The Algonquin Reader by Algonquin Books of Chapel Hill by Algonquin Books of Chapel Hill - Read Online

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Dear Reader

An Essay by Jonathan Evison

An Excerpt from This Is Your Life, Harriet Chance! by Jonathan Evison

An Essay by B. A. Shapiro

An Excerpt from The Muralist by B. A. Shapiro

An Essay by Nina de Gramont

An Excerpt from The Last September by Nina de Gramont

An Essay by Ron Childress

An Excerpt from And West Is West by Ron Childress

An Essay by Ed Tarkington

An Excerpt from Only Love Can Break Your Heart by Ed Tarkington

An Essay by Robert Goolrick

An Excerpt from The Fall of Princes by Robert Goolrick

Dear Reader,

Our Fall 2015 fiction list is nothing short of extraordinary. Along with three New York Times bestselling authors—Jonathan Evison, B. A. Shapiro, and Robert Goolrick, who are all back with new novels—we welcome the latest winner of the PEN/Bellwether Prize and two more writers whose gripping tales of love, murder, and madness complete this exceptional list. These novels are so moving, so realistically wrought, that you can’t help but wonder about their origins, so in this issue of the Algonquin Reader, you’ll find an essay by each novelist about the inspiration behind his or her work, as well as a short excerpt from the forthcoming book.

In Jonathan Evison’s This Is Your Life, Harriet Chance! the titular character, a recently widowed near-octogenarian, embarks on an Alaskan cruise only to discover she’s been living the past sixty years of her life under entirely false pretenses. Part dysfunctional love story, part exploration of the mother-daughter relationship, nothing is what it seems in this poignant tale that Maria Semple calls sweet as it is inventive, profound as it is hilarious, unflinching as it is bighearted.

B. A. Shapiro returns with a thrilling novel of art, history, love, and politics that traces the life and mysterious disappearance of a brilliant young artist on the eve of World War II. Entwining the lives of both fictional and historical characters (including Mark Rothko, Jackson Pollock, Lee Krasner, and Eleanor Roosevelt) and moving between the past and the present, The Muralist captures both the inner workings of today’s New York art scene and the beginnings of the vibrant and quintessentially American school of Abstract Expressionism. To quote Lisa Genova, "If you liked The Art Forger, you’re going to love The Muralist!"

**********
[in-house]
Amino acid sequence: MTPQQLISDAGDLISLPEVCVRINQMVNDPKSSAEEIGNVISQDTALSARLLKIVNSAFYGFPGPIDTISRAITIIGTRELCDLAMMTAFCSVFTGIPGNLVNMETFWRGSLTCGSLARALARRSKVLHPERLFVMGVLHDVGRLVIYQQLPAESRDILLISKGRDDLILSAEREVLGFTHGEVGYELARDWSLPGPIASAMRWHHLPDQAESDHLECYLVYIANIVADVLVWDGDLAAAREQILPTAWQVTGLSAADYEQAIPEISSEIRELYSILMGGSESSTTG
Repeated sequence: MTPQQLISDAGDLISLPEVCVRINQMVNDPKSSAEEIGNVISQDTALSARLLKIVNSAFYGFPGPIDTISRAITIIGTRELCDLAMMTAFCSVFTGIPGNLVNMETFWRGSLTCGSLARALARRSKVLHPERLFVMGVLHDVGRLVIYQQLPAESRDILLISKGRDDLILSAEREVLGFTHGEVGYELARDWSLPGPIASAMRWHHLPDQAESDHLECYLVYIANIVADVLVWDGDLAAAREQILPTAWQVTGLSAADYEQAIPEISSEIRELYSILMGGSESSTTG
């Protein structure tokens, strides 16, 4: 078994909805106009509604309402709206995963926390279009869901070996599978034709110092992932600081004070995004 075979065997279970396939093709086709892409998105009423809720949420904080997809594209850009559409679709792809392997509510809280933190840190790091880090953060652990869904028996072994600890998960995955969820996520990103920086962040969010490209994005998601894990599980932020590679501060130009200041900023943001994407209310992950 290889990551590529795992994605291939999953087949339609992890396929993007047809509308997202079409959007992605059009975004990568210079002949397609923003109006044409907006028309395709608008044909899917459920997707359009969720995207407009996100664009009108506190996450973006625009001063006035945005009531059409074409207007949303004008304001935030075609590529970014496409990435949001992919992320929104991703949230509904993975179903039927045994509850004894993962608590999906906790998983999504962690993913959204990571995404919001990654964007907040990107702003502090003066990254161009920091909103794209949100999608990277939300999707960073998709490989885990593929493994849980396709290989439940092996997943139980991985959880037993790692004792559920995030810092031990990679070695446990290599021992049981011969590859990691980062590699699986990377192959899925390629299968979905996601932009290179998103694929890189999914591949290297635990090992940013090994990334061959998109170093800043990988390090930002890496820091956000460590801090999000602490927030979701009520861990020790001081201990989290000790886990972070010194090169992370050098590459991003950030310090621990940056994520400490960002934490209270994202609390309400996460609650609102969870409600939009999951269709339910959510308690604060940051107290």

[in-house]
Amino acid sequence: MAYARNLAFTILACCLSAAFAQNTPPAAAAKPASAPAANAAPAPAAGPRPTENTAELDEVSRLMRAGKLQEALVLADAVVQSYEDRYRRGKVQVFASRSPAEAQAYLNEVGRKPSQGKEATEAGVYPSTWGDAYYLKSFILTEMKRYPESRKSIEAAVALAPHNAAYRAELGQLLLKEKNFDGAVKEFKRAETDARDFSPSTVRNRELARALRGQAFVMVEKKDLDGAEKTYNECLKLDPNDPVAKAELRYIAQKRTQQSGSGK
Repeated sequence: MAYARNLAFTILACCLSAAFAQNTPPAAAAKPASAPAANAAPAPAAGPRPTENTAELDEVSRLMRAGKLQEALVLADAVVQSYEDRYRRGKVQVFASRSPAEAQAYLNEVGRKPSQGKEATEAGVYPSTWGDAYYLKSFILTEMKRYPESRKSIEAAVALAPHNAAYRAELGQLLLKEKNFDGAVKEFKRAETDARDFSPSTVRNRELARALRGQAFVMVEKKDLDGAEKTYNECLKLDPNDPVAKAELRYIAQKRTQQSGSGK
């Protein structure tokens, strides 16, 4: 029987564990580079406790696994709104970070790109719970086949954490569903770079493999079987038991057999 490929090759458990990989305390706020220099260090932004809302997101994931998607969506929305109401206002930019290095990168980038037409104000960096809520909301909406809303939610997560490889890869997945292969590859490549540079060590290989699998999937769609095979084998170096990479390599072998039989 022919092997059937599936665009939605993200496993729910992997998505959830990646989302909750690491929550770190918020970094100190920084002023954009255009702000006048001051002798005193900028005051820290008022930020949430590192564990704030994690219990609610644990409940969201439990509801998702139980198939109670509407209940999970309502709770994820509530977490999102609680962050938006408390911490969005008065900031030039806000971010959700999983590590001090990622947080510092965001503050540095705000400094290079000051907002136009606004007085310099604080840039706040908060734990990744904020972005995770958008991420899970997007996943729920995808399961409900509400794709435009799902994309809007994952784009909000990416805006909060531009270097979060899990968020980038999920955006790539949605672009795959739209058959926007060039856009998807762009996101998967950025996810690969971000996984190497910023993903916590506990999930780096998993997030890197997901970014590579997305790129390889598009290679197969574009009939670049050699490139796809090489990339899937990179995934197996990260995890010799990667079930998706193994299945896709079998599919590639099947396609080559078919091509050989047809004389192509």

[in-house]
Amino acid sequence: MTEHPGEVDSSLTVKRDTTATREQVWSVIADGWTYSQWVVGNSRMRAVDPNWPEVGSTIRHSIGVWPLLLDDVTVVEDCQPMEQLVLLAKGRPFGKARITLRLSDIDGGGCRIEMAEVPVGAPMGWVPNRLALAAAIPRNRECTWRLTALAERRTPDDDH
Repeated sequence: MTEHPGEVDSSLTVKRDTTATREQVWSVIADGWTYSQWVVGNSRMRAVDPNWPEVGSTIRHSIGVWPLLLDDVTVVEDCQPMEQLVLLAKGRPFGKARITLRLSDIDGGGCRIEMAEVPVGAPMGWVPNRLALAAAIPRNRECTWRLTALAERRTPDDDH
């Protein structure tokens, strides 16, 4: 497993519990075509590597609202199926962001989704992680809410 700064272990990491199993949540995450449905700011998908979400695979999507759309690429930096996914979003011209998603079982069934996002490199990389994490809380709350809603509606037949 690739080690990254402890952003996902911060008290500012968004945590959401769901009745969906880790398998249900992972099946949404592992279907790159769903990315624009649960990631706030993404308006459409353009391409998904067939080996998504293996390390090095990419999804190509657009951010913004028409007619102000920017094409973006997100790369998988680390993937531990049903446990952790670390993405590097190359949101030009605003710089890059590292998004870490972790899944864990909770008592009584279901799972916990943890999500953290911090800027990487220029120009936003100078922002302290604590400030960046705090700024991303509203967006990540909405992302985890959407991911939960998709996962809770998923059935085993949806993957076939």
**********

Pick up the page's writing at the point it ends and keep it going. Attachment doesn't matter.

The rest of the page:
The Last September by Nina de Gramont is a riveting puzzle you’ll want to devour in one sitting. Set against the lush yet desolate autumn beauty of Cape Cod, the novel follows Brett Mercier as she tries to make sense of her handsome, charismatic husband’s murder. Could his schizophrenic brother, who was once Brett’s closest friend, have committed such a heinous crime?

Winner of the prestigious PEN/Bellwether Prize for Socially Engaged Fiction, Ron Childress’s And West Is West is a vivid debut about corruption and human culpability. The main characters—an Air Force drone pilot and a Wall Street programmer—are bound together by forces beyond their control. As Childress discusses in his essay, the consequences of their actions lead them into crises of conscience that radically transform their lives.

In Ed Tarkington’s debut, Only Love Can Break Your Heart, six-year-old Rocky worships his older brother Paul, a teenage rebel, until the day Paul picks Rocky up from school and nearly leaves him for dead in the woods. Eight years later, Rocky is a teenager himself. He’s never forgotten the abandonment of his boyhood hero, but he’s now getting over it, with the help of his twenty-six-year-old girlfriend. Their affair sets off a sequence of events that could bring ruin to their families. In the spirit of Willie Morris, Tom Franklin, and Wiley Cash, this spellbinding novel draws you into a story of family fealty, scandal, and murder.

In The Fall of Princes, an intoxicating new novel from #1 New York Times bestselling author Robert Goolrick, 1980s Manhattan shimmers like the mirage it was, as money, power, and invincibility seduce a group of young Wall Street turks. Together they achieve the kind of wealth that grants them access to anything—and anyone—they want. Until, one by one, they fall. Goolrick paints an authentic portrait of an era, mixing adrenaline and melancholy in this provocative tour de force.

As always, we delight in bringing you quality fiction by your favorite authors and introducing you to exciting new voices. Thank you for turning our pages.

The Algonquin Staff

Never Too Late



For sixty-one years my grandmother was Mrs. Harry C. Hank. She ate what her husband ate, voted how her husband voted, and ultimately learned to want out of life what my grandfather wanted. In that respect, Nanny was very much a woman of her generation.

My grandfather wasn’t always an easy guy to get along with. A Lutheran minister and a pillar of the community, his guidance and leadership were often called upon by friends and strangers. To the public eye, he was gregarious and reliable. But privately, Pop was unyielding in his convictions, ironclad in his routines, stubborn in his negotiations, and generous and dependable on